The song that really resonated with the Thai general audience, as well as those who were faithful watchers of his dramas was the titular track of his second album, "Sabai Sabai," which translates to "Relax Relax." "Sabai Sabai" gained him a huge following, and it's still easily his most recognizable song –- so recognizable that it's considered to be Thailand's second national anthem. Other popular songs by Bird during the 1980's include "Koo Gud", "Kaub Jai Jing Jing," and "Boomerang," whose titular album became one of Thailand's bestselling albums.
Bird is also well known for his collaborations with other popular singers in Thai music. Already known as the King of String (Thai Pop) songs, Bird took Thai's most beloved musical genre of Luk Thung (translates to "Children of the Field" songs) and gave it much much more attention, when he collaborated with another popular Luk Thung singer, Jintara Poonlarp in a number of singles: "Ma Tum Mai," "Fan Jah," and "Saum Dai." Luk Thung music, similar to American country music, has the very distinctive yodeling-like usage of the voice. "Fan Jah" also featured singers Nat Myria Benedetti and Katreeya English.
Bird also worked alongside mega Thai rock star, Sek Loso, in 2006. During this time, Bird was celebrating his 20th year in the entertainment industry as a singer, and he decided to do a recording of some of his most popular songs. He created two separate albums: Bird Sek and 20 Years G"mm' Grammy. Bird Sek included new songs, as well as soft-rock recordings of Bird's classics. For comparisons, listen to Sek's soft rock version of "Sabai Sabai”, as well a duet between Bird and Sek, "Om Pra May Pood." To celebrate his 20 years with record company Grammy (which he also holds huge shares in), he paid tribute to his older songs by recording acoustic versions of "Boomerang" and "Krab Ja Jing Jing."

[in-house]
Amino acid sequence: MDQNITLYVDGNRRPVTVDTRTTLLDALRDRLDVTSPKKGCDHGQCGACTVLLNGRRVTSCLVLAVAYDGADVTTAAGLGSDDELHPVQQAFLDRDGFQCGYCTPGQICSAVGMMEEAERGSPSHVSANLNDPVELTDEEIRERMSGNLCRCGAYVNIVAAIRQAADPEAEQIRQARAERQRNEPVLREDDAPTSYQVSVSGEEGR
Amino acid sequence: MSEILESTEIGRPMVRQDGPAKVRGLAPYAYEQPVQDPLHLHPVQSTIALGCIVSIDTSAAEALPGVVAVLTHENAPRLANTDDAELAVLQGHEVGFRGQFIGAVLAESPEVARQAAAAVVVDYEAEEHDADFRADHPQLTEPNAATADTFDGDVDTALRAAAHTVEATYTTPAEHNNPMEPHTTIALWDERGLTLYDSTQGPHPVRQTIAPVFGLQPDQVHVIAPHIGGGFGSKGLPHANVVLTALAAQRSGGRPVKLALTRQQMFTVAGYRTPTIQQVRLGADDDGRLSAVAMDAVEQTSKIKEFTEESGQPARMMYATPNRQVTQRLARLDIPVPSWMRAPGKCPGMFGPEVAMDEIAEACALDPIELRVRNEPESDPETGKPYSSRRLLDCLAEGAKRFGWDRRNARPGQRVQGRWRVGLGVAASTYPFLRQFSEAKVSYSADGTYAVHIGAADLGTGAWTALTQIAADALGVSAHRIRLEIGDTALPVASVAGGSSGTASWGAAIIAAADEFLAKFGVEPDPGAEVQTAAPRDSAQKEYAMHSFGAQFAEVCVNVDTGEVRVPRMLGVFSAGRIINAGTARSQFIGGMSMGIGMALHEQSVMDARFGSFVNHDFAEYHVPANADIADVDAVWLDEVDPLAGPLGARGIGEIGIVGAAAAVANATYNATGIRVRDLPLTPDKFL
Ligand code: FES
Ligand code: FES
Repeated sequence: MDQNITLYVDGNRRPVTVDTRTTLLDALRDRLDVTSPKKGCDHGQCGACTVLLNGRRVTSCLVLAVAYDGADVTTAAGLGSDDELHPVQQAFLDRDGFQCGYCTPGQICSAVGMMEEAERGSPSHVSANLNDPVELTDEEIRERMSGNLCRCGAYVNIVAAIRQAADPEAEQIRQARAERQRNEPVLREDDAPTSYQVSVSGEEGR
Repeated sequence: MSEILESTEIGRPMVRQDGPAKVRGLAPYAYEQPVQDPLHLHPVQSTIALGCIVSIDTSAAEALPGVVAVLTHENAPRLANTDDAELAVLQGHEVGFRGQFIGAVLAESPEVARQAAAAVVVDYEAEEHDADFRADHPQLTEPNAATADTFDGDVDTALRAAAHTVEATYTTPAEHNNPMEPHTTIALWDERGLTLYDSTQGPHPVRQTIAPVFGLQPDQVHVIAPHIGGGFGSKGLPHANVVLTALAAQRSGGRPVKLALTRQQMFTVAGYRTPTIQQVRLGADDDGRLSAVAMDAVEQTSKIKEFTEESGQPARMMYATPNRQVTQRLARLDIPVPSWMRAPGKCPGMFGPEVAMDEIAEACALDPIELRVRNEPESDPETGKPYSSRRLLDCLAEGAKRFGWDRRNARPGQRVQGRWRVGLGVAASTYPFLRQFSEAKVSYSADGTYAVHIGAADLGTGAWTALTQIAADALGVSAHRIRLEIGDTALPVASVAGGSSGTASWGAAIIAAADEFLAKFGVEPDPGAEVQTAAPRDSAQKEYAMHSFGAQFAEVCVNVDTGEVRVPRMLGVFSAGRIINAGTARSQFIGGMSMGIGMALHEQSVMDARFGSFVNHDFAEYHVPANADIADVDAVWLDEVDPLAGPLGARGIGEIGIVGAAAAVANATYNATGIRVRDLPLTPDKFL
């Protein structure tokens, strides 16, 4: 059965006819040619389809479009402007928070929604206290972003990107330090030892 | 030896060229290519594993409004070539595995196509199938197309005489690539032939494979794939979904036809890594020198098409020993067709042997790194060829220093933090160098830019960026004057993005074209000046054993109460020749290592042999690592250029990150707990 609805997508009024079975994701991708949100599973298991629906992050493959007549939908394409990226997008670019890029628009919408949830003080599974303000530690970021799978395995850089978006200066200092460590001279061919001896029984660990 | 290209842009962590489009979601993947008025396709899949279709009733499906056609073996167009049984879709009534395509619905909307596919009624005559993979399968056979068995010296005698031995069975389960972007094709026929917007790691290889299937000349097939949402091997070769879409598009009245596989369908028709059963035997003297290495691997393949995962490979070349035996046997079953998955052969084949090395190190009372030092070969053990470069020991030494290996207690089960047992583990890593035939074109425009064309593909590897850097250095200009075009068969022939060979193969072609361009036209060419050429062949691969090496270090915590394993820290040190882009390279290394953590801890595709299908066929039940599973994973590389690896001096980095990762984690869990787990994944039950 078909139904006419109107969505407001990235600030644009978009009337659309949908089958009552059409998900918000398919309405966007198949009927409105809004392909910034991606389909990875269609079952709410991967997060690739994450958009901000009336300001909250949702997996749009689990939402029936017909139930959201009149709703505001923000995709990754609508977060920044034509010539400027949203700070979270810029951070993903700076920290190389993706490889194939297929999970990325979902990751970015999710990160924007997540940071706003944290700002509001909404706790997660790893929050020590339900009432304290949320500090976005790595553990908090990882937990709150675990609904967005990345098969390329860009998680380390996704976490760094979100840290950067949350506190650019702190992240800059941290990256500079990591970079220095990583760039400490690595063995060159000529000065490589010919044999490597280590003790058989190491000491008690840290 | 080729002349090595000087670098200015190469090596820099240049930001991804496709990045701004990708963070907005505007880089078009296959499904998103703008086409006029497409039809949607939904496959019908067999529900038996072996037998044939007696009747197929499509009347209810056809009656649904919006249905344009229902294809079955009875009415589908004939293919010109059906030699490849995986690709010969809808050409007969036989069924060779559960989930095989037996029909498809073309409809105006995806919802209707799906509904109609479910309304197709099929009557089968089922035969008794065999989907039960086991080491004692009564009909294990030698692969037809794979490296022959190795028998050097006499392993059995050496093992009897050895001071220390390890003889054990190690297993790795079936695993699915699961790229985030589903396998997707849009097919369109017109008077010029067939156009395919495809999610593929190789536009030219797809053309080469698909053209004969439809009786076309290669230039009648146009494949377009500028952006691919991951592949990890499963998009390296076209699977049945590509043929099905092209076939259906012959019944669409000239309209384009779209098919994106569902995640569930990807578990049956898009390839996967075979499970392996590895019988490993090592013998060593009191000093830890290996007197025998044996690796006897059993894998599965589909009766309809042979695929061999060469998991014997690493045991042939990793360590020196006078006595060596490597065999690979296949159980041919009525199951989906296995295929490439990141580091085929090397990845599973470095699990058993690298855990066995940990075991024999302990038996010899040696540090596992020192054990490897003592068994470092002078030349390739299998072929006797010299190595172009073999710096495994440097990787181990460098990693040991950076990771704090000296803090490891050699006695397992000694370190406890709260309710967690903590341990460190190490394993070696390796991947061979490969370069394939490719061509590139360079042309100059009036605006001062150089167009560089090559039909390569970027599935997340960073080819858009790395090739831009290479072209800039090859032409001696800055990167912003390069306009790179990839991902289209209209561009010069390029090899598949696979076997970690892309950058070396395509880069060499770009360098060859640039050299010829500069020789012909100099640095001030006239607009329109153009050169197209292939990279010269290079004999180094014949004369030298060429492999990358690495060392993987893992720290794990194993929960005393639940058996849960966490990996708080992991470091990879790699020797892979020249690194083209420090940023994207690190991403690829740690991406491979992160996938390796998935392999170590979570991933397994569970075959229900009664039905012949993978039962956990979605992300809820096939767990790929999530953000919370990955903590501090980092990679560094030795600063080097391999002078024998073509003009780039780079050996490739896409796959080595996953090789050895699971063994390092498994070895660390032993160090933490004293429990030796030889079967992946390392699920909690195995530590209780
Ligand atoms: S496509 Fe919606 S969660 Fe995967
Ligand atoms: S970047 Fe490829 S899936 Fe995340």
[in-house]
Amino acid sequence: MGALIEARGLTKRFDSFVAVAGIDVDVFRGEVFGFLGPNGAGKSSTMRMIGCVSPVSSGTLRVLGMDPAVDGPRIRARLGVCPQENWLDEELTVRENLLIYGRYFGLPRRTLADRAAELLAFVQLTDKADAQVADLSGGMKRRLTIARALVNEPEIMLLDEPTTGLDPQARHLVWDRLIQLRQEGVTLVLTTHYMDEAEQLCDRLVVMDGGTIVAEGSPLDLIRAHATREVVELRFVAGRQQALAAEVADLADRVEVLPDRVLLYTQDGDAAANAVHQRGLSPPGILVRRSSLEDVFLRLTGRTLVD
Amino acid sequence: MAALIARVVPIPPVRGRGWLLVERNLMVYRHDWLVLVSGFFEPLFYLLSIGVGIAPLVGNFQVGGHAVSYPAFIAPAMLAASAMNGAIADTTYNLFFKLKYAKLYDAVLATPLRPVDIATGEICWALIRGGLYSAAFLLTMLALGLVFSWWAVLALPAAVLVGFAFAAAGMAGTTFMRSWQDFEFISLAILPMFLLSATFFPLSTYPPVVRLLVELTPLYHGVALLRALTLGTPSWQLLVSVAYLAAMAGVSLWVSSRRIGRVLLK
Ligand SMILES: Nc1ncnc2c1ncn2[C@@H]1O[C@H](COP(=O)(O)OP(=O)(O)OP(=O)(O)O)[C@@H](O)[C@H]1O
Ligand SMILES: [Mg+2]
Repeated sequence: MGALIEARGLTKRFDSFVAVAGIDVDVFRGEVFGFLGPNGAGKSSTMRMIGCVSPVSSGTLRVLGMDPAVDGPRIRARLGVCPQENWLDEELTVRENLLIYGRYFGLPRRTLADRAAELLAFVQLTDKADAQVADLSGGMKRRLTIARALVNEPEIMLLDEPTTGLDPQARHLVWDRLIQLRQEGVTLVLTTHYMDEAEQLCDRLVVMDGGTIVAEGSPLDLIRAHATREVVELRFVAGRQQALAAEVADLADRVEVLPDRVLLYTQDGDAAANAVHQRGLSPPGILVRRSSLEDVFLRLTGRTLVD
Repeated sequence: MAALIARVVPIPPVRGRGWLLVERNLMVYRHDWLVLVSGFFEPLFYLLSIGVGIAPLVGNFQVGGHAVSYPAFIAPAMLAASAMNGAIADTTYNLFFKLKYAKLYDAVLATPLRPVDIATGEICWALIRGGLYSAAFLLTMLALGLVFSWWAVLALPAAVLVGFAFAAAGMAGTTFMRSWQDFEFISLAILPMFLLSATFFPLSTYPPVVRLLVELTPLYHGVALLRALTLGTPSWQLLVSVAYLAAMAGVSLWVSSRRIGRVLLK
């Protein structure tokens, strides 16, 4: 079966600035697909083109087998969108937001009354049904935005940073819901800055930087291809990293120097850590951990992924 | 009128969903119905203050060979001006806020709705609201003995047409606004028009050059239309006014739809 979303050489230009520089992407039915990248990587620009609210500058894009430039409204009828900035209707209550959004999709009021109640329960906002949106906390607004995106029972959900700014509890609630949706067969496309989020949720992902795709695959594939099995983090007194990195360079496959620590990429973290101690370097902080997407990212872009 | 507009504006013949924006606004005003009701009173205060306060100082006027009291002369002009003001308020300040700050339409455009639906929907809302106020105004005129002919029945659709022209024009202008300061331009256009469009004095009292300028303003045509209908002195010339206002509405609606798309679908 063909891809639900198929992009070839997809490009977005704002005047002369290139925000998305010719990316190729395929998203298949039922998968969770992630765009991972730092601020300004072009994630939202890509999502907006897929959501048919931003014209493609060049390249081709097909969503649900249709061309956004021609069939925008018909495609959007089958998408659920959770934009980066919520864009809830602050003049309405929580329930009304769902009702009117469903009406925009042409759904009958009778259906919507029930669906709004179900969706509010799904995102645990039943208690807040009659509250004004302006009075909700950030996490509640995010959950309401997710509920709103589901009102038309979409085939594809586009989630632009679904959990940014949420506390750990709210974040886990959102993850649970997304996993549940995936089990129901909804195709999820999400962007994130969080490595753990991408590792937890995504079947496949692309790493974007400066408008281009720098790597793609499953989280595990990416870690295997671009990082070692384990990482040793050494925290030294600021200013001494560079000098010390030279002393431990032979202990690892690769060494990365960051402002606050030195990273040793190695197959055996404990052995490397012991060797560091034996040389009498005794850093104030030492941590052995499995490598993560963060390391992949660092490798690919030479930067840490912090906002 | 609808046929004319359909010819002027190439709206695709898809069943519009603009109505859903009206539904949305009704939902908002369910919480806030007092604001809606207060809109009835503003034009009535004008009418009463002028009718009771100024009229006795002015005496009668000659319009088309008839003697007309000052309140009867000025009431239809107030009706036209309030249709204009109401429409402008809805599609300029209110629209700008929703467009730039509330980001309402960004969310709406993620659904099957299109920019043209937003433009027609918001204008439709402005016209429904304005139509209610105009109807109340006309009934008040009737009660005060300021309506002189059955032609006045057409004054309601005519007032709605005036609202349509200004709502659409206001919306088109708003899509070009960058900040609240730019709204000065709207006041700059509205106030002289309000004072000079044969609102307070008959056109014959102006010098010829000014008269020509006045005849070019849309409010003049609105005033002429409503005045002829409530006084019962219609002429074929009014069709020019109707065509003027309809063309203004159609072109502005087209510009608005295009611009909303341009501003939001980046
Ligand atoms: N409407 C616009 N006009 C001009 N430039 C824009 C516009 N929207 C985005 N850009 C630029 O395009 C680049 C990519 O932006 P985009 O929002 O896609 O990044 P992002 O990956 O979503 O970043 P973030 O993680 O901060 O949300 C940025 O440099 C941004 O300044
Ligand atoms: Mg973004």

During the plus twenty years of his career, not once has Bird ventured a music career outside Thailand. But the same isn't true of his film roles. He had a small part in Wong Kar Wai's 2046, starring alongside other megastars, Tony Leung Chiu-Wai and Kimura Takuya. While his role was only a one-liner, being asked by Director Kar-Wai to be a character in his film is still quite something remarkable.
Nearing age 50, Bird is a performer who continues to reinvent himself. That's probably a huge reason he continues to remain as Thailand's biggest star. I believe most Asian countries have a great rock or pop star: a person who represents multiple aspects of the country's culture. It's like how every country needs their version of Madonna: Thailand's version comes packaged in the form of Bird. In 2006, he was awarded the "Inspiration Award" at the MTV Asia Awards. His concerts still sell out.
Sure, Bird has won numerous hearts in Thailand, but what about his popular following in other Asian countries?
Bird has multiple talents. He stars in numerous TV dramas. He sings, well, just about everything. And for me, as a Cambodian American, Bird embodied similar enough culture, so he was able to fill in some gaps that might have been lost otherwise. It was easy to follow his Luk Thung songs since they share a similar sound to Kantrum music, performed by Khmer singers who live in Thailand near the border. So, while my Thai doesn't hold up to my Khmer speaking skills, he is one of the reasons I've developed into one of Asia's biggest fangirls.